Berjaya Media eyes delisting from Bursa Malaysia

The Sun’s owner, Berjaya Media Berhad, is eyeing a delisting exercise for the company from Malaysia’s stock market, a source said.

The source said the company is unable to weather the extreme downtrend in the printing and media print industry in Malaysia.

This situation has hit most of the printed media companies, and the downtrend became clear with the recent foreclosure of one of its biggest printing factory in the region.

Malaysian Newsprint Industries Sdn Bhd (MNI), a regional paper manufacturer and supplier owned partly by The New Straits Times Press (M) Bhd (NSTP) and Hong Leong Industries Bhd began creditors’ voluntary winding-up proceedings on August 2.

MNI, which operates a newsprint mill in Mentakab, Pahang, signed an 11½-year, US$287mil (RM1.2bil) project financing deal in 1998 for the construction of the country’s first news. print mill.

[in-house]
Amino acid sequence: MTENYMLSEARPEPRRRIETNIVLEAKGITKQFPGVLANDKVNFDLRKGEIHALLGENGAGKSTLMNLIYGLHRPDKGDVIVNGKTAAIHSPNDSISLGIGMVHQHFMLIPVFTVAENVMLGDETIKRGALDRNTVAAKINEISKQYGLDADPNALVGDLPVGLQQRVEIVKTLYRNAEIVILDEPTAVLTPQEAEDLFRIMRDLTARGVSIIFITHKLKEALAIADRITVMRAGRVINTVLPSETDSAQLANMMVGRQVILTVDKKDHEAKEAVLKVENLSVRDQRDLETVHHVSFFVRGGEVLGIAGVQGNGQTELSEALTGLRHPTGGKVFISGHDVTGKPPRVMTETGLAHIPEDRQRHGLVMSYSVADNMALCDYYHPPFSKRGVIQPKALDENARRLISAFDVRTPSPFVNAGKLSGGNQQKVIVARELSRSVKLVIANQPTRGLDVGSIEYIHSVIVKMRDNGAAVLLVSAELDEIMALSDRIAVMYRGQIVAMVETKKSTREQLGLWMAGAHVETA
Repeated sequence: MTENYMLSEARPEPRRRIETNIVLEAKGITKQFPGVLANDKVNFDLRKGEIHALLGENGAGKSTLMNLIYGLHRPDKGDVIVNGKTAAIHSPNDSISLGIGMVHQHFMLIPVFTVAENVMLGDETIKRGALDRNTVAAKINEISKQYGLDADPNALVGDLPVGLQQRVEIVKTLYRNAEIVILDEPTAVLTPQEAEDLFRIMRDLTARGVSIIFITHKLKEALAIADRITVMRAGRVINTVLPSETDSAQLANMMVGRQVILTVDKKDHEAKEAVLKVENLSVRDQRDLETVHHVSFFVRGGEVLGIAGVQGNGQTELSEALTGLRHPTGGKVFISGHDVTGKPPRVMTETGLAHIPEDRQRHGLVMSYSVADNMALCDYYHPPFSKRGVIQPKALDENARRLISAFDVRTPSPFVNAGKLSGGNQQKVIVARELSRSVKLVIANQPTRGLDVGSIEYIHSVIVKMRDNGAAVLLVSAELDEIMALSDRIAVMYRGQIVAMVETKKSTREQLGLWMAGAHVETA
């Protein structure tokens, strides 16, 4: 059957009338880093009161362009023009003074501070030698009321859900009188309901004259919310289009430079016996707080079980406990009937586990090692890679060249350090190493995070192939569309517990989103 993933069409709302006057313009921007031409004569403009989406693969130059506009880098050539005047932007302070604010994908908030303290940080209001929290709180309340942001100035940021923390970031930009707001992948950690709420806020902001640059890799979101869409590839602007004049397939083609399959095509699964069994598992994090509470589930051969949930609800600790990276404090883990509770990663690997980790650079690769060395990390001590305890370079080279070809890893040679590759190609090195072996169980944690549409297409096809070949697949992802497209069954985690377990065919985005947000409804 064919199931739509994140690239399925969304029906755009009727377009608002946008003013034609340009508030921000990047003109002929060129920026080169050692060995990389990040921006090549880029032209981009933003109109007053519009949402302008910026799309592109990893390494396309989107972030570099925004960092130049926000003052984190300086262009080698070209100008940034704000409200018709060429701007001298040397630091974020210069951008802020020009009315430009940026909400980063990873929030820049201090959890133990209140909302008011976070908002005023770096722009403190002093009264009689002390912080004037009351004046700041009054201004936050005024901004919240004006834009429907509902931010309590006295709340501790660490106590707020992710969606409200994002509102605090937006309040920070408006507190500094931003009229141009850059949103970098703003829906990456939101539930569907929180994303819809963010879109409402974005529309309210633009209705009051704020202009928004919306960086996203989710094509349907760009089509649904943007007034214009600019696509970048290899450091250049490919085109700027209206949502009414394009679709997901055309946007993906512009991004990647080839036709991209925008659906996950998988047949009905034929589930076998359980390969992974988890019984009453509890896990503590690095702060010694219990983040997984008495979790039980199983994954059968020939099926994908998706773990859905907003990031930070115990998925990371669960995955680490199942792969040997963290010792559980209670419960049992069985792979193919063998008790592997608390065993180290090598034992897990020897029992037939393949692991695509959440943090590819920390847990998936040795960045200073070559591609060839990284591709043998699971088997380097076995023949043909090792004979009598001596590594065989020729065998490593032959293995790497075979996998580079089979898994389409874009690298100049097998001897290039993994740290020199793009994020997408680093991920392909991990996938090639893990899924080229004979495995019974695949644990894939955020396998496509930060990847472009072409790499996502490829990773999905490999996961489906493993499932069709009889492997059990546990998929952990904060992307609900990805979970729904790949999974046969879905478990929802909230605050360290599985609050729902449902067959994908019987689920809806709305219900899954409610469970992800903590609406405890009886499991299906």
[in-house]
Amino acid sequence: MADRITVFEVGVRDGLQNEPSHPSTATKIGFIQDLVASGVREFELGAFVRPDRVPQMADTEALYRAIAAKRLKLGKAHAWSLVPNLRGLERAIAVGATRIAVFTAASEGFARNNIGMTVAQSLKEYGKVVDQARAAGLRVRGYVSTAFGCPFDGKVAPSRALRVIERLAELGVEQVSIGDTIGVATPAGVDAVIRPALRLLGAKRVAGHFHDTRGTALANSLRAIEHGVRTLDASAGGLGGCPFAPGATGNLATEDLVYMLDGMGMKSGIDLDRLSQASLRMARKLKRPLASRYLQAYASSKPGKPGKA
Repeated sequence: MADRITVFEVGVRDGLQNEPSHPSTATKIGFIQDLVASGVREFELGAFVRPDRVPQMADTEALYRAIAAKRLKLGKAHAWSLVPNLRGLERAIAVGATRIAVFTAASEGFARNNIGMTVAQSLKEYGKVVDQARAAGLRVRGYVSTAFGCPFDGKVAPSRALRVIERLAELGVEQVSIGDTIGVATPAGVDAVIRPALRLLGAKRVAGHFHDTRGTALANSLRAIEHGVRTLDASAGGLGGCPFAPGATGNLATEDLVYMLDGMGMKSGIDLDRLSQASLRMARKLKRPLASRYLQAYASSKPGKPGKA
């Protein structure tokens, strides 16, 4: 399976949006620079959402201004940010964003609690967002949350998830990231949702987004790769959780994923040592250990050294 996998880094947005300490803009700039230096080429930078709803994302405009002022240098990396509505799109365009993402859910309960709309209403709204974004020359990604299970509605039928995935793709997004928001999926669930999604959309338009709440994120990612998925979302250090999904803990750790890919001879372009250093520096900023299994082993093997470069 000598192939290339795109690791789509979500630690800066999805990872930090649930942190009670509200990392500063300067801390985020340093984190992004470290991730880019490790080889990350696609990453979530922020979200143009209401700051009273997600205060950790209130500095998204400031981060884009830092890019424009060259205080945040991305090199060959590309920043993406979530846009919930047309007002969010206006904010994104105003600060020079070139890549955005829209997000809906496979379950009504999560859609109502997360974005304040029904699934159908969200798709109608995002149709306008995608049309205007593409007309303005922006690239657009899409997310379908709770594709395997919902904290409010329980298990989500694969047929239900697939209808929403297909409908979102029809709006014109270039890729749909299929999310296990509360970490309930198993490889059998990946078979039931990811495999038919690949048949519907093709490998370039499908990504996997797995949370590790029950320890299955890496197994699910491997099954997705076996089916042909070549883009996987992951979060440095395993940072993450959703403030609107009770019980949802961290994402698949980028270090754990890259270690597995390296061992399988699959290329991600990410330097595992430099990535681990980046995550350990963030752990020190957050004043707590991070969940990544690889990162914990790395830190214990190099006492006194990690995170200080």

Oslo-based Norske Skog, one of the world’s largest producers of publication paper, owns the same level of a stake in MNI as HLI, at 33.65%, while the Rimbunan Hijau group owns the remaining 11.34%.

Known as Malaysia’s pioneer newsprint producer, its closure is an indication of the changing landscape in the media industry, and The Sun might be the next victim.

Rumours have it that The Sun might close shop if a consolidation exercise recently launched fails to gather momentum.

Vincent Tan, the owner of Berjaya Media, has been looking for a buyer for The Sun paper.

The source said this would include its entire operations. But the search has been ongoing for the longest time without success.

“There have been rumours of closing print ops and going fully e-paper but I am sure that is not happening anytime soon.
“That’s because there are a lot of people working on the print operations and it would be really crippling for them,” said the source in Kuala Lumpur.

The paper recently opted for a consolidation exercise, in which it revived its weekend paper in an effort to gain more traction and online advertising sales. The weekend edition is in the e-paper format.

The Sun has an online following of around 15,000 (daily unique visitors).
it is apparently still publishing over 300,000 copies but it does not have print publication during public holidays as part of cost cutting measures introduced earlier this year.

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